Keyword: meta-analysis

Seto, Michael C., Hanson Karl R., & Babchishin Kelly M.; Contact Sexual Offending by Men With Online Sexual Offenses; Annals of Sex Research · December 2010
There is much concern about the likelihood that online sexual offenders particularly online child pornography offenders) have either committed or will commit offline sexual offenses involving contact with a victim. This study addresses this question in two metaanalyses:
[1] the first examined the contact sexual offense histories of online offenders,
[2] the second examined the recidivism rates from follow-up studies of online
[1] The first meta-analysis found that approximately 1 in 8 online offenders (12%)
have an officially known contact sexual offense history at the time of their index offense (k = 21, N = 4,464). Approximately one in two (55%) online offenders admitted to a contact sexual offense in the six studies that had self-report data (N = 523).
[2] The second meta-analysis revealed that 4.6% of online offenders committed a new sexual offense of some kind during a 1.5- to 6-year follow-up (k = 9, N = 2,630); 2.0% committed a contact sexual offense and 3.4% committed a new child pornography offense.
The results of these two quantitative reviews suggest that there may be a distinct subgroup of online-only offenders who pose relatively low risk of committing
contact sexual offenses in the future.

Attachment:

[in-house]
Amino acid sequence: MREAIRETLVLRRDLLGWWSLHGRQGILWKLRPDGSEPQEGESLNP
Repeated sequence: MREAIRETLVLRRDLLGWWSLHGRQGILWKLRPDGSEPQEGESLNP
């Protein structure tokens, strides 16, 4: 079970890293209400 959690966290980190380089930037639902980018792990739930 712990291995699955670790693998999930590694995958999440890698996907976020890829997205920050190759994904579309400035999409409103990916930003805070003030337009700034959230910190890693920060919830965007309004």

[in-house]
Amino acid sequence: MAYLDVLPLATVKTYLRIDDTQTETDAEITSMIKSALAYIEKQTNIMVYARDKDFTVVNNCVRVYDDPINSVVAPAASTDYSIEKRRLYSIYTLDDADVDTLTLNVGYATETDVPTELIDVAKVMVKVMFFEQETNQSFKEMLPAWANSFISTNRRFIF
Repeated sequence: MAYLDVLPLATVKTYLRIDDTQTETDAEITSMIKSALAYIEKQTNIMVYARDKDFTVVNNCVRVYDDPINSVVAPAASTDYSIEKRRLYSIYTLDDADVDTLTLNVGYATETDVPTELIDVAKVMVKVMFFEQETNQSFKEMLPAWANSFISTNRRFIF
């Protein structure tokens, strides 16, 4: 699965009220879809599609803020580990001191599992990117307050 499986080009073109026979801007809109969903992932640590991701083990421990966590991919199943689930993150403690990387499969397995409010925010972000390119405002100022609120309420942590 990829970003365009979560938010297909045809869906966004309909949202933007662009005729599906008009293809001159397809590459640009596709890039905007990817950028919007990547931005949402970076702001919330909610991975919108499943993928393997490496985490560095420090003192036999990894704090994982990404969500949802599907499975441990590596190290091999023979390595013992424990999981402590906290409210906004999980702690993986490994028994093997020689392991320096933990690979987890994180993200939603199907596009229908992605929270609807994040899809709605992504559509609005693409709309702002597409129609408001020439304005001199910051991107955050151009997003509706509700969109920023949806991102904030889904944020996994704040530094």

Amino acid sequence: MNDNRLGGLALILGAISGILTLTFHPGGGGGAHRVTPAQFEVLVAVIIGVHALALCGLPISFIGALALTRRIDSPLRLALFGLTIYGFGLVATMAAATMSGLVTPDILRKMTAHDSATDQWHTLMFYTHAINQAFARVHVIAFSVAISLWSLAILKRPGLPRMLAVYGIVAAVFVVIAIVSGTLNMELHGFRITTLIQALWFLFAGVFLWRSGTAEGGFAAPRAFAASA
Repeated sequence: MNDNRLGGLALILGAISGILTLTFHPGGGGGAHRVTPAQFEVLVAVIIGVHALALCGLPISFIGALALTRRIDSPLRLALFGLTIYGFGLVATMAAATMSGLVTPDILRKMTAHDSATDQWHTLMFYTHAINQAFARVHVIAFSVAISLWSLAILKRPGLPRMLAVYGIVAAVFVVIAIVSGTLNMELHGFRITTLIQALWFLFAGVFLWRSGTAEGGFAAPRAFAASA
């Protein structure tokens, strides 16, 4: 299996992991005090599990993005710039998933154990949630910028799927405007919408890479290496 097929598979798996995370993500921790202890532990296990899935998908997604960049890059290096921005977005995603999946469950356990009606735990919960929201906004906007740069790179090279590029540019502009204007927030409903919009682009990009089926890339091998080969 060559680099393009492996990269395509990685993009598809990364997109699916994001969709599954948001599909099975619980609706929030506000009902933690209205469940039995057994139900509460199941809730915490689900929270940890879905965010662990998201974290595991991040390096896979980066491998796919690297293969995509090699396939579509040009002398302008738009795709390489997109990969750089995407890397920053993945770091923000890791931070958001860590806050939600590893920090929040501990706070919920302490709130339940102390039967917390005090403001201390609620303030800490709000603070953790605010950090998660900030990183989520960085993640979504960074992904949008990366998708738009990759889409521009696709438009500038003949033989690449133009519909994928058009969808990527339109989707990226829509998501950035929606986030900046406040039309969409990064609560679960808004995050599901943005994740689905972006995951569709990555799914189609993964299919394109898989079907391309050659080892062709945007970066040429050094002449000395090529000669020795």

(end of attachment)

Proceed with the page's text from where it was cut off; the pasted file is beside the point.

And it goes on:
Ulrich, Heather, Randolph Mickey, & Acheson Shawn; Child sexual abuse - A replication of the meta-analytic examination ...; The Scientific review of Mental Health Practice ; 4(2, Fall/winter 2005-2006), pp 37-51,
Research conducted during the 1970s, 1980s, and 1990s consistently reported widely accepted negative outcomes associated with child sexual abuse. 
In 1998, Rind, Tromovitch, and Bauserman conducted a meta-analysis challenging the four most often reported correlates of child sexual abuse. 
The present study attempted to reexamine the four main objectives of the Rind et al. (1998) study, correcting for methodological and statistical problems identified by Dallam et al. (2001) and Ondersma et al. (2001). 
The current meta-analysis supported the findings by Rind et al. (1998) in that child sexual abuse was found to account for 1% of the variance in later psychological outcomes, whereas family environment accounted for 5.9% of the variance. 
In addition, the current meta-analysis supported the finding that there was a gender difference in the experience of the child sexual abuse, such that females reported more negative immediate effects, current feelings, and self-reported effects. 
The implications of these findings, problems with replicating the Rind et al. (1998) meta-analysis, and future directions are discussed.